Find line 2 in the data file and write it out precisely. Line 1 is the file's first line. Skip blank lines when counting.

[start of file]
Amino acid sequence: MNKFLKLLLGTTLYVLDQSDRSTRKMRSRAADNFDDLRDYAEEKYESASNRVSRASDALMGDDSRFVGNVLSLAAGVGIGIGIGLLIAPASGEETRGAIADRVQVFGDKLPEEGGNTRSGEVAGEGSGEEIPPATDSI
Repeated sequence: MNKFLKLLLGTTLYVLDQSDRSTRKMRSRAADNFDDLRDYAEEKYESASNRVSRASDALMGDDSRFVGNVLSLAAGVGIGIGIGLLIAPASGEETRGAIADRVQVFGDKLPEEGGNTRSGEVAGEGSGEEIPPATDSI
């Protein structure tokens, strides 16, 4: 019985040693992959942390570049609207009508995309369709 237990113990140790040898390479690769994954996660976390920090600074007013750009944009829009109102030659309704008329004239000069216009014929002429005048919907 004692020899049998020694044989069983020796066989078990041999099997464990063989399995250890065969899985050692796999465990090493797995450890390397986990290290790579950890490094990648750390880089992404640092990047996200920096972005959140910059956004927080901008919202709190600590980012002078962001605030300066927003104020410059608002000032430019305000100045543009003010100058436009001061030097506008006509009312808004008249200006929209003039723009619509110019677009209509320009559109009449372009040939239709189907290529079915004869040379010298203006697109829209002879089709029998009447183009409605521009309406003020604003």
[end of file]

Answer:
Repeated sequence: MNKFLKLLLGTTLYVLDQSDRSTRKMRSRAADNFDDLRDYAEEKYESASNRVSRASDALMGDDSRFVGNVLSLAAGVGIGIGIGLLIAPASGEETRGAIADRVQVFGDKLPEEGGNTRSGEVAGEGSGEEIPPATDSI